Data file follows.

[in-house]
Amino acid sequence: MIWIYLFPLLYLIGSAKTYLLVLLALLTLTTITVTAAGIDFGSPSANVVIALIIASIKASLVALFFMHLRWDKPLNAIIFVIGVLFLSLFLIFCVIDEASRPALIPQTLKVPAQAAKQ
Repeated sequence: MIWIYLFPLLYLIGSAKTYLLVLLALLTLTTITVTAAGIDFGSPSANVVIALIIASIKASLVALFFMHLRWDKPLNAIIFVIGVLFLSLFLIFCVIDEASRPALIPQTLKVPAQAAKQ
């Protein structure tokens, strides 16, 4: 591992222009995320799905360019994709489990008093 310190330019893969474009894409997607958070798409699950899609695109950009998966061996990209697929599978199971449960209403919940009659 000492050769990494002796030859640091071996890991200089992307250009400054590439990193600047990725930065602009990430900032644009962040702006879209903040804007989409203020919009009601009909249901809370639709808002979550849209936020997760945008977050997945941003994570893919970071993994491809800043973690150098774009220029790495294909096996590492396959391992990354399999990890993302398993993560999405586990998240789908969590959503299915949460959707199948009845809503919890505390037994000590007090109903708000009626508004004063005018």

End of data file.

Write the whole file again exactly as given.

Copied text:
[in-house]
Amino acid sequence: MIWIYLFPLLYLIGSAKTYLLVLLALLTLTTITVTAAGIDFGSPSANVVIALIIASIKASLVALFFMHLRWDKPLNAIIFVIGVLFLSLFLIFCVIDEASRPALIPQTLKVPAQAAKQ
Repeated sequence: MIWIYLFPLLYLIGSAKTYLLVLLALLTLTTITVTAAGIDFGSPSANVVIALIIASIKASLVALFFMHLRWDKPLNAIIFVIGVLFLSLFLIFCVIDEASRPALIPQTLKVPAQAAKQ
């Protein structure tokens, strides 16, 4: 591992222009995320799905360019994709489990008093 310190330019893969474009894409997607958070798409699950899609695109950009998966061996990209697929599978199971449960209403919940009659 000492050769990494002796030859640091071996890991200089992307250009400054590439990193600047990725930065602009990430900032644009962040702006879209903040804007989409203020919009009601009909249901809370639709808002979550849209936020997760945008977050997945941003994570893919970071993994491809800043973690150098774009220029790495294909096996590492396959391992990354399999990890993302398993993560999405586990998240789908969590959503299915949460959707199948009845809503919890505390037994000590007090109903708000009626508004004063005018």